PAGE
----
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Identifying Research Topic Development in Business and Management Education Research Using Legitimation Code Theory


Although the volume of business and management education (BME) research has expanded substantially, concerns remain about the field’s legitimacy and its ability to attract new and dedicated scholars. An obstacle that may impede field development is lack of knowledge about influential works and authors to frame topical areas of inquiry and future research questions. We used citation analysis to track the development of BME research by uncovering 100 highly cited articles that revolve primarily around four research topical areas: (a) Entrepreneurship Education, (b) Distance Education/Online Teaching and Learning, (c) Business Student Ethics, and (d) Characteristics/Critiques of Business Schools. We then used legitimation code theory to categorize these articles on the basis of richness of knowledge ideas (Knowledge Code), the reputation of scholars (Knower Code), the combination of knowledge and reputation (Elite Code), or some other qualities (Relativist Code). Both Entrepreneurship Education and Online Teaching and Learning had articles in Relativist Code, Elite Code, and Knowledge Code categories, with other topical areas primarily populating the Knower Code and Relativist Code categories. We conclude by discussing potential implications for the development of BME research topics, BME scholars, and future applications of legitimation code theory.

Republication of "On Becoming a Critically Reflexive Practitioner"


Critically reflexive practice embraces subjective understandings of reality as a basis for thinking more critically about the impact of our assumptions, values, and actions on others. Such practice is important to management education, because it helps us understand how we constitute our realities and identities in relational ways and how we can develop more collaborative and responsive ways of managing organizations. This article offers three ways of stimulating critically reflexive practice: (a) an exercise to help students think about the socially constructed nature of reality, (b) a map to help situate reflective and reflexive practice, and (c) an outline and examples of critically reflexive journaling.

Taking Your Talents to Business Communications: Analyzing Effective Communication Through LeBron Jamess Career Moves


We describe an in-class activity that helps students improve their skills in media selection and use to reinforce effective communication. The activity builds on media richness and channel expansion theories through an examination of the media selection and use of NBA athlete LeBron James and Cleveland Cavaliers majority owner Dan Gilbert during James’s career moves. We utilize three minicase studies highlighting James’s and Gilbert’s videos and open letters. We provide guidelines for preparing and implementing the activity and present students’ reactions through their in-class participation and quantitative survey responses. Student evaluations, collected from both a required undergraduate course and a graduate elective course, indicate that students found this activity engaging and effective in achieving the learning objectives. In addition to business communication courses, this in-class activity may be used in other courses including organizational behavior, introduction to business and management, leadership, human resources management, introduction to public relations, and crisis management.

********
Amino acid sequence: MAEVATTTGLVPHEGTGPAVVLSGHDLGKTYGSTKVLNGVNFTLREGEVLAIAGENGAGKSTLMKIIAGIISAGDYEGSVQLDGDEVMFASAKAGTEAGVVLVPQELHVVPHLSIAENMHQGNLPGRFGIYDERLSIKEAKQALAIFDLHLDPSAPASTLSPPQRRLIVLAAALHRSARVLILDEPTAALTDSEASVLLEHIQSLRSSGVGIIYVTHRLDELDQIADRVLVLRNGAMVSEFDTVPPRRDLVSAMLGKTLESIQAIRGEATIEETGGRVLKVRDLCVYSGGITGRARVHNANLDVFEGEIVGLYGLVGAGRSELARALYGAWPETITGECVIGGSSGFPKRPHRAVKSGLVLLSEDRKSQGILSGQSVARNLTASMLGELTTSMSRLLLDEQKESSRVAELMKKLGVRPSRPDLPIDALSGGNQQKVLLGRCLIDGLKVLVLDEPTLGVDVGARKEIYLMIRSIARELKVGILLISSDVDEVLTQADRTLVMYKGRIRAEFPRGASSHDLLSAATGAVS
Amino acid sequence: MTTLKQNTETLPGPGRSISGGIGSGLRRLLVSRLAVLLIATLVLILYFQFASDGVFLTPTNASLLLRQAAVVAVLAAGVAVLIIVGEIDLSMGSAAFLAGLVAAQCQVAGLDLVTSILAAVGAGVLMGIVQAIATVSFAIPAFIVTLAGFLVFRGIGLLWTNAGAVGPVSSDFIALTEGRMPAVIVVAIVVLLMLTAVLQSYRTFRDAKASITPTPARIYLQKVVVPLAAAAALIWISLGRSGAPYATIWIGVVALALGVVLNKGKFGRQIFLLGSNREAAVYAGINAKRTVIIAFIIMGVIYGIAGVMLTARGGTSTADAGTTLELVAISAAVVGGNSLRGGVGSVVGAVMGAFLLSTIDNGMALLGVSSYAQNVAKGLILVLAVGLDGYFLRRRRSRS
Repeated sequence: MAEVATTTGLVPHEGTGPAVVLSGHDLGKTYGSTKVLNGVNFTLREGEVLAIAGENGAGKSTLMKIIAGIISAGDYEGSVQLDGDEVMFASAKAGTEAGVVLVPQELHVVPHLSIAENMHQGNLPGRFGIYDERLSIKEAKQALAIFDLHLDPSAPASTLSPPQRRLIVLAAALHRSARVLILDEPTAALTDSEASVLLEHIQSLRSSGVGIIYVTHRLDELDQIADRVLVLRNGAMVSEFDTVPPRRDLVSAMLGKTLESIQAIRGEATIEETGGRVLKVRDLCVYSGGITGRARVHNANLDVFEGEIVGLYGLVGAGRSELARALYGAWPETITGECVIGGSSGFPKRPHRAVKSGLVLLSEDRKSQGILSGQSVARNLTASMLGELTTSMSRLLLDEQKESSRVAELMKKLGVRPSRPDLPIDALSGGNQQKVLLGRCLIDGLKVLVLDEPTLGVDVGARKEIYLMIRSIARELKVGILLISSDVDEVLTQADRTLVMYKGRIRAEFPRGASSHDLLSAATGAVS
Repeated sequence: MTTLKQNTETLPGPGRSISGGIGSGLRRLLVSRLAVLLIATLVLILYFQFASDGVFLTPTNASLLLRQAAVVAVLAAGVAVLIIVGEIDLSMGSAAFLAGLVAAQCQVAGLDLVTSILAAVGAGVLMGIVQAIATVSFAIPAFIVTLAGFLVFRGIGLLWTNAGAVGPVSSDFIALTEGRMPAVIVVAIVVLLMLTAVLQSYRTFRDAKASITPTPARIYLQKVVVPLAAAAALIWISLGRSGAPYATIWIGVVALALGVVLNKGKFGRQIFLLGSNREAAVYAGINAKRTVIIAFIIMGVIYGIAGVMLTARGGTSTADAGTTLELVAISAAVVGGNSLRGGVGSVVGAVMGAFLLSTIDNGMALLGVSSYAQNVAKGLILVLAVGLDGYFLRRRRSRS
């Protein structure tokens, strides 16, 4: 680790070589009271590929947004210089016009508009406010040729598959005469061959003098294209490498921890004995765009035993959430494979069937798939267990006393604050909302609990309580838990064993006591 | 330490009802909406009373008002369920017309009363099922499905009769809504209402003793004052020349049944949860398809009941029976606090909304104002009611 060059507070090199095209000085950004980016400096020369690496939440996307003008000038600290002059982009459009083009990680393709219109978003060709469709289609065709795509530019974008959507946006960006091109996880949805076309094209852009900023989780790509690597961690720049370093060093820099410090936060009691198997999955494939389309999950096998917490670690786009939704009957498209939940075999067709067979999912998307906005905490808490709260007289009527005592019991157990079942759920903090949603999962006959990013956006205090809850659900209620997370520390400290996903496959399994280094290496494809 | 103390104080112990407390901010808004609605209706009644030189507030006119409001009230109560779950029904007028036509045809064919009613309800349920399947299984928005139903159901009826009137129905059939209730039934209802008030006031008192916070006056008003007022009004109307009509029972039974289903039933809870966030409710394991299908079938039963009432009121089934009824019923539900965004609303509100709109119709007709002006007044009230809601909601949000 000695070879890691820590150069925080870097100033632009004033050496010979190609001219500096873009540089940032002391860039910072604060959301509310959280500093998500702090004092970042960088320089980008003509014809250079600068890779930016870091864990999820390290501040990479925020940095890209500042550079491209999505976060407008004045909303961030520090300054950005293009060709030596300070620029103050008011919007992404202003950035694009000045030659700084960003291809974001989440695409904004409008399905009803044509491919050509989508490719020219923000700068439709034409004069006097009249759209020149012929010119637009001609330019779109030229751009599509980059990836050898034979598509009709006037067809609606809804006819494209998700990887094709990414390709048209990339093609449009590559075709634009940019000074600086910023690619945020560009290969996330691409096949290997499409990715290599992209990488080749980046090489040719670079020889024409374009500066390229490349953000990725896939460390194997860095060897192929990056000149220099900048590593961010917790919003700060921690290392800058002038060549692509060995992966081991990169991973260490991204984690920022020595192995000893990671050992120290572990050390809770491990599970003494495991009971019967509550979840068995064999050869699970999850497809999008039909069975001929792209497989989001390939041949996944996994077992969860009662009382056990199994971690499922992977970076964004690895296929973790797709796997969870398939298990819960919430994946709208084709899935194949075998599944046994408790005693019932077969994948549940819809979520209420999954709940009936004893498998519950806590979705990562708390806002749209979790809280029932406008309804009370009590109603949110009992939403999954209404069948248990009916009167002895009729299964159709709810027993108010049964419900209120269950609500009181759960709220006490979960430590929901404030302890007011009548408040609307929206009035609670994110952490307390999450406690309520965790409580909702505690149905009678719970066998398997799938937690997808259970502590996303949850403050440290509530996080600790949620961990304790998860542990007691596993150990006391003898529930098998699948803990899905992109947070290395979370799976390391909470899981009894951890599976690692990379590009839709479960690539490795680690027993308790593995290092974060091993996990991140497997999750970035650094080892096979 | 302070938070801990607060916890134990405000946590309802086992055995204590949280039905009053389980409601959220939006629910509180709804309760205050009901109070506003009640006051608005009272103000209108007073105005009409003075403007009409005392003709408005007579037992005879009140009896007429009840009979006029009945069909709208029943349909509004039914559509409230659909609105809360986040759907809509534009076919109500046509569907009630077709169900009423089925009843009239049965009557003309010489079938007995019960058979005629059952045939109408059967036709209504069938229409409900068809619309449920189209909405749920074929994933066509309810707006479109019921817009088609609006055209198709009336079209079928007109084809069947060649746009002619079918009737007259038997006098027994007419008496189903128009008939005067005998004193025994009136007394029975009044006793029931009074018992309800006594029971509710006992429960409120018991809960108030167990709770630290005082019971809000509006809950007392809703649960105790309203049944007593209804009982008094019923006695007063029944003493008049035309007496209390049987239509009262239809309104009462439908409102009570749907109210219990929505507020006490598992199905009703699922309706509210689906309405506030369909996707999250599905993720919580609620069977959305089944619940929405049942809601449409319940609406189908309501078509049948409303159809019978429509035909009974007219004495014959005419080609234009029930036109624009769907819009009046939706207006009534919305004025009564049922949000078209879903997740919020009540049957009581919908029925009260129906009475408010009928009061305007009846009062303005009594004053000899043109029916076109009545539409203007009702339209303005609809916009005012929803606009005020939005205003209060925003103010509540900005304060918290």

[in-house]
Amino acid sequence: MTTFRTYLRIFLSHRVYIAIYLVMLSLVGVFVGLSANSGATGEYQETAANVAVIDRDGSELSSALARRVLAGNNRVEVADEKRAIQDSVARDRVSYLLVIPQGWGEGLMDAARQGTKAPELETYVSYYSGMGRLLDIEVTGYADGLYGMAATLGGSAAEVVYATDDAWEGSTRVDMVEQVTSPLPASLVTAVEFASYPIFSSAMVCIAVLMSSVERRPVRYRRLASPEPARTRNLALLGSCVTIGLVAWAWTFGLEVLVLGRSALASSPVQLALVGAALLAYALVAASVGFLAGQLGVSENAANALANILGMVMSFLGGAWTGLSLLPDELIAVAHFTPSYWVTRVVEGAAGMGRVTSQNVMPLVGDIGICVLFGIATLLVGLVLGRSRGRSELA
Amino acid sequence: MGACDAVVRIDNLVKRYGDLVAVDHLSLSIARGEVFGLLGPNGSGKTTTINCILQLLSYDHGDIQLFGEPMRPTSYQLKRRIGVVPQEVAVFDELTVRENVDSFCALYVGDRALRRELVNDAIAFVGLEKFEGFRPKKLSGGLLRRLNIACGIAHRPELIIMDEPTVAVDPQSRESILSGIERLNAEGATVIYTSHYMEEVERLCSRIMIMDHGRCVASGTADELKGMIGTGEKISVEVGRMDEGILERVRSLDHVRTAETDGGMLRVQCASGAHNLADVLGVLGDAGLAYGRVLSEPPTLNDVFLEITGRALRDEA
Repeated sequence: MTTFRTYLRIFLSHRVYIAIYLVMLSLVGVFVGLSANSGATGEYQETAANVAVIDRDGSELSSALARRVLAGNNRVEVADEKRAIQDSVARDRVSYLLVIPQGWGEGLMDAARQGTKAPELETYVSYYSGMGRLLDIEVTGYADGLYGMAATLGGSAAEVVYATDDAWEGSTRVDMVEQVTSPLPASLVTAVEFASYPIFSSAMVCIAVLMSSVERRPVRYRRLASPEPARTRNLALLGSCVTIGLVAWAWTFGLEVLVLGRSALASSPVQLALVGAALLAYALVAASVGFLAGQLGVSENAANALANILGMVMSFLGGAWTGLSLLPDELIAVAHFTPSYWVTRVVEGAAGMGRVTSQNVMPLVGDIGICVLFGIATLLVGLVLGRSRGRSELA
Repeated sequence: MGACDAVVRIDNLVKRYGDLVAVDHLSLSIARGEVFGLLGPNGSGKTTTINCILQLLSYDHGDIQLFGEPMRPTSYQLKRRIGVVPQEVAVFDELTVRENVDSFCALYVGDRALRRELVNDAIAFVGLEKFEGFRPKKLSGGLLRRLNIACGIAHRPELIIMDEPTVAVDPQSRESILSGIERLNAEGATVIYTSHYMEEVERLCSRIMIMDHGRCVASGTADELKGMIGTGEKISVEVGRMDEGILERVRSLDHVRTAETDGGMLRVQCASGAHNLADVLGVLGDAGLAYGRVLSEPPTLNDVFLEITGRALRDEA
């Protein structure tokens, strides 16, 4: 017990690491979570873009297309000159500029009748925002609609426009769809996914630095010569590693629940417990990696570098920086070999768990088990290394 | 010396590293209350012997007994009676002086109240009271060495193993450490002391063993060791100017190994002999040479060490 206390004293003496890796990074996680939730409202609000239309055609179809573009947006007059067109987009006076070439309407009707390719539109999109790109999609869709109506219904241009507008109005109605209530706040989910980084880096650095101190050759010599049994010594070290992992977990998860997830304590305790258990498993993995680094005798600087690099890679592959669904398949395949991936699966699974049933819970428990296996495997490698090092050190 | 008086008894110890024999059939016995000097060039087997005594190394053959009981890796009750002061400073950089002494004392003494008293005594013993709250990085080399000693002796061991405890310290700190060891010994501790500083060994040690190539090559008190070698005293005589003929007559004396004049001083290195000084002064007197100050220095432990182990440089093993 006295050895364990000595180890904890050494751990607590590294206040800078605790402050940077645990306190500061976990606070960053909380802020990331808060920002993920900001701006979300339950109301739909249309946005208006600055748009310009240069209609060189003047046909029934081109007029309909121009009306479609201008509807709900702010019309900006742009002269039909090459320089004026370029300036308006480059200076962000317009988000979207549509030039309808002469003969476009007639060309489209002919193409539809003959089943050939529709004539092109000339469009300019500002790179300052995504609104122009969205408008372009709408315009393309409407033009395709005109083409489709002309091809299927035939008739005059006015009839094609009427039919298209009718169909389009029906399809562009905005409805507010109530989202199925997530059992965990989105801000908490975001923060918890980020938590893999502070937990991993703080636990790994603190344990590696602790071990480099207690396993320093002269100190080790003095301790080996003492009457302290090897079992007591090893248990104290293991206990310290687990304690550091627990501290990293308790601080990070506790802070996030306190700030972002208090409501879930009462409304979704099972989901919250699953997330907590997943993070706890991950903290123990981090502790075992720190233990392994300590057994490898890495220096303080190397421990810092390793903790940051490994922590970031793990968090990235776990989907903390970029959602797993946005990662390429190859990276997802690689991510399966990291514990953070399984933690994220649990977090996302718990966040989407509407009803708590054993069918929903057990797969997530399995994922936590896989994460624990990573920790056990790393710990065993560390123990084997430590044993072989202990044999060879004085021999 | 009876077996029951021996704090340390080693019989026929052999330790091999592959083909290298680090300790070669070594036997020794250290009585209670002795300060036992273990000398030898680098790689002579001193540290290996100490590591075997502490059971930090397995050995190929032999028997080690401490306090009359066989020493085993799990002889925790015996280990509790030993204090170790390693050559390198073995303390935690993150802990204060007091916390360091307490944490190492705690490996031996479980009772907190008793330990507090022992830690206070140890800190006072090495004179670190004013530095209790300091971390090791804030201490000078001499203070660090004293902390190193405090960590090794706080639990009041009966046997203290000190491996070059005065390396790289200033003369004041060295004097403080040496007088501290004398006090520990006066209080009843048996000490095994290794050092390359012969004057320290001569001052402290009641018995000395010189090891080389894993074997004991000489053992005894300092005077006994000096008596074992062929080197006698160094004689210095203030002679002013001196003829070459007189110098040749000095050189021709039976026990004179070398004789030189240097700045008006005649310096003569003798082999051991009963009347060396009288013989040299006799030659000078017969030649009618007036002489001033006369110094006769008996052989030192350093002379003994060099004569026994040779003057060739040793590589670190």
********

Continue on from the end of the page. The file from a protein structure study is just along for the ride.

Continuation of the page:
Threshold Concepts and Culture-as-Meta-Context


This article explores the use of threshold concepts and their application to teaching culture. While there is clear recognition of the importance of preparing students to succeed in a global and multicultural world, the way we teach students about the importance and role of culture is often disjointed, narrowly focused, and does not always address key underlying issues that could help them grasp, retain, and apply the concept. After reviewing the literature on threshold concepts, and providing a quick overview of the ways in which culture is usually taught, I propose teaching culture-as-meta-context as an alternative approach that leads students to cross a conceptual threshold that allows them to gain a previously inaccessible perspective and develop the cultural mindset that is key to managing and working across cultures, nationally and globally. I further present some guidelines and ideas for teaching students culture-as-meta-context and a cultural mindset.